Meera Subramanian’s Elemental India: The Natural World at a Time of Crisis and Opportunity tells five tales of India’s efforts to balance economic development and environmental protection. The book is divided into chapters entitled Earth, Water, Fire, Air, and Ether–to investigate the five aspects of sustainable development: organic farming, clean cookstoves, freshwater, endangered species, and population and family planning.
Subramanian is a US-based freelance journalist who received a Fulbright-Nehru Senior Research Fellowship and a grant from the Fund for Environmental Journalism to support reporting for her book.
In the following excerpt, she describes the carcass dump in Bikaner, Rajasthan once home to the White-backed vultures and the longbilled vultures. However the widespread use Diclofenac, a common anti-inflammatory drug administered to livestock has resulted in their near extinction. The drug is fatal to vultures if they eat from the carcass of an animal that has been treated with it.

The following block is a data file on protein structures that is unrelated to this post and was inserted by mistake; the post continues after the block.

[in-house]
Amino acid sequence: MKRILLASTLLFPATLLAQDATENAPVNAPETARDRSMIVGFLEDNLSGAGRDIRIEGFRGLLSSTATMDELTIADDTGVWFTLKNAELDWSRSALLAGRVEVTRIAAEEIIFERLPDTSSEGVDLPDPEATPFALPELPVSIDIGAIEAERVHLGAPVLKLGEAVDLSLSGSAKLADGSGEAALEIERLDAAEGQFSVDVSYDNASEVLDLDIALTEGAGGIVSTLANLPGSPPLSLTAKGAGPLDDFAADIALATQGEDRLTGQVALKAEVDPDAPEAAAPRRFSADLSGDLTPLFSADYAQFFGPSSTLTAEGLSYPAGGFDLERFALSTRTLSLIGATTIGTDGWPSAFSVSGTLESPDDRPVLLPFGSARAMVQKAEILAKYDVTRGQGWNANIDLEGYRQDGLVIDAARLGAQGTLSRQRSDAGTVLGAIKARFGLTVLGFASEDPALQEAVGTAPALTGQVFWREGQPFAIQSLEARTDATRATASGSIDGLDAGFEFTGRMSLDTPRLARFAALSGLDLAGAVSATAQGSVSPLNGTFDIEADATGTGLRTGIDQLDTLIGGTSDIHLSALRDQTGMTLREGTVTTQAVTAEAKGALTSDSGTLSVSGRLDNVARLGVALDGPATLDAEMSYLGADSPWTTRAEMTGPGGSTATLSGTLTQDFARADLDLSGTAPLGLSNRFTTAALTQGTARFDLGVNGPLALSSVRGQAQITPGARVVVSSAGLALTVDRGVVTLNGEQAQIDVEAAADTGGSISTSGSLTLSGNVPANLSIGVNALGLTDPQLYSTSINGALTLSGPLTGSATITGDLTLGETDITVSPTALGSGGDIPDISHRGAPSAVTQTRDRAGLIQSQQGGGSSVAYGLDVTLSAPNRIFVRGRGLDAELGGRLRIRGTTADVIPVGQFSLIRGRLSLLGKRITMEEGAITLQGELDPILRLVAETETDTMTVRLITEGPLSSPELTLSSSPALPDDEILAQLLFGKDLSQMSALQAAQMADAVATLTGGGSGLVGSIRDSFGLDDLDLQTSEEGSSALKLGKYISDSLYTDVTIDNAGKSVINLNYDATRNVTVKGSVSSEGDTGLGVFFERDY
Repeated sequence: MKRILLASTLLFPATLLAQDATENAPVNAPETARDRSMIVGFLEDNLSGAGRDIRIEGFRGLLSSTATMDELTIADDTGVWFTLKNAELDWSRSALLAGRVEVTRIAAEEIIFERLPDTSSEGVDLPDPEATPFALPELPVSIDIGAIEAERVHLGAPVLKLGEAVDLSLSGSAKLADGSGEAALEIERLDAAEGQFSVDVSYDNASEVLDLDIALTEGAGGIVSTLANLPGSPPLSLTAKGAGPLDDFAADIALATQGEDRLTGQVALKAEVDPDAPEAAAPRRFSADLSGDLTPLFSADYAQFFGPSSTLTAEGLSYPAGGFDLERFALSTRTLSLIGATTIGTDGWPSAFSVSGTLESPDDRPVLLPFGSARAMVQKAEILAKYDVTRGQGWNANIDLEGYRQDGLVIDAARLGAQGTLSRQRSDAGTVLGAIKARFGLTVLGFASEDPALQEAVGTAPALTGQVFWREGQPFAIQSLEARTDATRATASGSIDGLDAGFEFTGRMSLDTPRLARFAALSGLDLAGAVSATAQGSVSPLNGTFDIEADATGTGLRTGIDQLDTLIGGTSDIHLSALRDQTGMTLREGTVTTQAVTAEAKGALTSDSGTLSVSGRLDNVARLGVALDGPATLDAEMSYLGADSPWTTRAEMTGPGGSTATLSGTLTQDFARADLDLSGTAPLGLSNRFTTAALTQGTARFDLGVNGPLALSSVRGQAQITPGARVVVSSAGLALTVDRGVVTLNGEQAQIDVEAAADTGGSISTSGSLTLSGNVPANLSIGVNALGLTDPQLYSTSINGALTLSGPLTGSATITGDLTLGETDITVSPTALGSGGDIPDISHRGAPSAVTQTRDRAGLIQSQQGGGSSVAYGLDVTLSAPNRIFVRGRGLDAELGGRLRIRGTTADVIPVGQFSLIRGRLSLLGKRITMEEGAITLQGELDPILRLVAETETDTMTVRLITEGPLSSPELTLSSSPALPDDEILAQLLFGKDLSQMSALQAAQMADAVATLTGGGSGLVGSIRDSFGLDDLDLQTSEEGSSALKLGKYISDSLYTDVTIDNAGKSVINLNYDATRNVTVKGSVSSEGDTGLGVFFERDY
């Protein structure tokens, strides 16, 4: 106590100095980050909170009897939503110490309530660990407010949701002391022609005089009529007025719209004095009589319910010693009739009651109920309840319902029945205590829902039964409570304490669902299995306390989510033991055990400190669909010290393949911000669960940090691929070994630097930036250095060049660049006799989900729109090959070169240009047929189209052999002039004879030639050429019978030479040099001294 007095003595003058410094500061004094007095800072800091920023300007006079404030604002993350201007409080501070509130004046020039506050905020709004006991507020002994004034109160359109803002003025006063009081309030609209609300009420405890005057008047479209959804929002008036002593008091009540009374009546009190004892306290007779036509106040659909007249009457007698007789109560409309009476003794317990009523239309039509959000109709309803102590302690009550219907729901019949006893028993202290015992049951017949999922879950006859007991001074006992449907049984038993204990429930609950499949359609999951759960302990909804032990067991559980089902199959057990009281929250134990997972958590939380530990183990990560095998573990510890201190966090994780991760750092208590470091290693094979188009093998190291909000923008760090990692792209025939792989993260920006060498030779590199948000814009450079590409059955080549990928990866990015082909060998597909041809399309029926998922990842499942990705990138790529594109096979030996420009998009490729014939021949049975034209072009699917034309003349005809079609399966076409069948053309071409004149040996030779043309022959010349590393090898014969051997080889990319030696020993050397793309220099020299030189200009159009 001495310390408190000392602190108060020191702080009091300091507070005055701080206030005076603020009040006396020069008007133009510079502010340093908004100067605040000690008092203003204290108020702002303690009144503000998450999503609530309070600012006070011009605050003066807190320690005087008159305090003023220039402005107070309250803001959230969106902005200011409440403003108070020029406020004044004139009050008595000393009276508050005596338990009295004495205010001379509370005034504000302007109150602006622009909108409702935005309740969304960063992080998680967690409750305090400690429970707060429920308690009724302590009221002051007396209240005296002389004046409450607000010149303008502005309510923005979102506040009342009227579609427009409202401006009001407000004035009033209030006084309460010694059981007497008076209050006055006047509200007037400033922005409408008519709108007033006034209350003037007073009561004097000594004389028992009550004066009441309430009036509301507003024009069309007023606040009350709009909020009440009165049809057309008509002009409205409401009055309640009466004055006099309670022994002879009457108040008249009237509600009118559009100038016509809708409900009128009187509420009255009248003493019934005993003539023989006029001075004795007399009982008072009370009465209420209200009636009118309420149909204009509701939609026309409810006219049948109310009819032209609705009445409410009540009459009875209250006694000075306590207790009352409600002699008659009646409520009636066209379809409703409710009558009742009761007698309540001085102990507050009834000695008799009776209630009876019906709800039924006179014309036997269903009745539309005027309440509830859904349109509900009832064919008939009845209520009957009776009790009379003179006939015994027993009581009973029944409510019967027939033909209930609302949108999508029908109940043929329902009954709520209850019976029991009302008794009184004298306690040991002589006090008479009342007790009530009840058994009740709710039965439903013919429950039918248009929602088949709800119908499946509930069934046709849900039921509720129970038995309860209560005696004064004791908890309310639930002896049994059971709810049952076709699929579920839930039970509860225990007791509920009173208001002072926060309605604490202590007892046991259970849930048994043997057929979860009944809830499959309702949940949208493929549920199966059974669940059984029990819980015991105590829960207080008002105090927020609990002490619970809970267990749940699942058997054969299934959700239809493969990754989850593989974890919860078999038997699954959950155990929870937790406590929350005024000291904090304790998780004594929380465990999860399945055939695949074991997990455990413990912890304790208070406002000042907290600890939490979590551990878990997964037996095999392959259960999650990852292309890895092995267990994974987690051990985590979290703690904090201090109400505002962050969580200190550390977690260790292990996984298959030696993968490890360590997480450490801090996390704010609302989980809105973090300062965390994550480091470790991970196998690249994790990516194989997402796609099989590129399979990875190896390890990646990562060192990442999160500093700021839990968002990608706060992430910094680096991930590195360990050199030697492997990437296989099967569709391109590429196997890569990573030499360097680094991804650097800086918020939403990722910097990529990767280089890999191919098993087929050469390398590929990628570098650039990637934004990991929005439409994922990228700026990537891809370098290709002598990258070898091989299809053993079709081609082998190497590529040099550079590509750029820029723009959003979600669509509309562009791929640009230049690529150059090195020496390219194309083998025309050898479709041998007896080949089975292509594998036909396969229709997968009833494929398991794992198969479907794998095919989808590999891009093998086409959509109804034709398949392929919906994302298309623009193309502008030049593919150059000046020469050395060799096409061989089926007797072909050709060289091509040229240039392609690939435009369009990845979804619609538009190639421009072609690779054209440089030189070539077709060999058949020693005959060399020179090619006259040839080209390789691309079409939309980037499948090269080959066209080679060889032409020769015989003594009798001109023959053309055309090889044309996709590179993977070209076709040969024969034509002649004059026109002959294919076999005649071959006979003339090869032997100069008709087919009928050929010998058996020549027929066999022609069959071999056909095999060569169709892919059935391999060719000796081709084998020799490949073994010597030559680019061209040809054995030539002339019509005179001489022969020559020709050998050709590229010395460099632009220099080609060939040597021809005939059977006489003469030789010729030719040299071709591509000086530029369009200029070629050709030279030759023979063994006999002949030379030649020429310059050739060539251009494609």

The vultures are gone, but the livestock carcasses they once consumed by the millions remain. Many are collected and deposited at carcass dumps like the one called Jorbeer on the outskirts of Bikaner, where dogs run wild amid an endless supply of food.
As I travelled around India, I kept hearing about aggressive dogs. Soon after I arrived in Bikaner, someone told me about two local girls, eight or nine years old, who were attacked by dogs at night, while they were sleeping. They were such easy prey. “They were hurt so badly, but not killed,” the man told me.